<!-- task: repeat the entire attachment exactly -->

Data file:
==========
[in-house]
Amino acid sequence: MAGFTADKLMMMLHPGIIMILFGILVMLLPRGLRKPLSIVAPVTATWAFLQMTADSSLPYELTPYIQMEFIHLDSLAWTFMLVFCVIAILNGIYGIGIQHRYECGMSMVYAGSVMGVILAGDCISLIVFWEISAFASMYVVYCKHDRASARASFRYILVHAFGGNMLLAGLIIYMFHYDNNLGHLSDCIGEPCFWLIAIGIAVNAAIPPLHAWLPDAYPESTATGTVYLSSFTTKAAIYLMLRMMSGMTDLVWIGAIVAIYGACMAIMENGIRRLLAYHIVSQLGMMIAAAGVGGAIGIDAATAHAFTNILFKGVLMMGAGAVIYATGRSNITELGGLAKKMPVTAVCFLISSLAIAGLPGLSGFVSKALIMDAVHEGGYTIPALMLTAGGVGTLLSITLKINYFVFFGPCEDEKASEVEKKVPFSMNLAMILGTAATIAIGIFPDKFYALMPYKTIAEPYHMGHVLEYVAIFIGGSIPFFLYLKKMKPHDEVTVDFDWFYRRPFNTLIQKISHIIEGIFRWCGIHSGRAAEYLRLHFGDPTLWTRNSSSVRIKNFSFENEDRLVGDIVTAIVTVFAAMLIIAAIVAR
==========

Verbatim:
[in-house]
Amino acid sequence: MAGFTADKLMMMLHPGIIMILFGILVMLLPRGLRKPLSIVAPVTATWAFLQMTADSSLPYELTPYIQMEFIHLDSLAWTFMLVFCVIAILNGIYGIGIQHRYECGMSMVYAGSVMGVILAGDCISLIVFWEISAFASMYVVYCKHDRASARASFRYILVHAFGGNMLLAGLIIYMFHYDNNLGHLSDCIGEPCFWLIAIGIAVNAAIPPLHAWLPDAYPESTATGTVYLSSFTTKAAIYLMLRMMSGMTDLVWIGAIVAIYGACMAIMENGIRRLLAYHIVSQLGMMIAAAGVGGAIGIDAATAHAFTNILFKGVLMMGAGAVIYATGRSNITELGGLAKKMPVTAVCFLISSLAIAGLPGLSGFVSKALIMDAVHEGGYTIPALMLTAGGVGTLLSITLKINYFVFFGPCEDEKASEVEKKVPFSMNLAMILGTAATIAIGIFPDKFYALMPYKTIAEPYHMGHVLEYVAIFIGGSIPFFLYLKKMKPHDEVTVDFDWFYRRPFNTLIQKISHIIEGIFRWCGIHSGRAAEYLRLHFGDPTLWTRNSSSVRIKNFSFENEDRLVGDIVTAIVTVFAAMLIIAAIVAR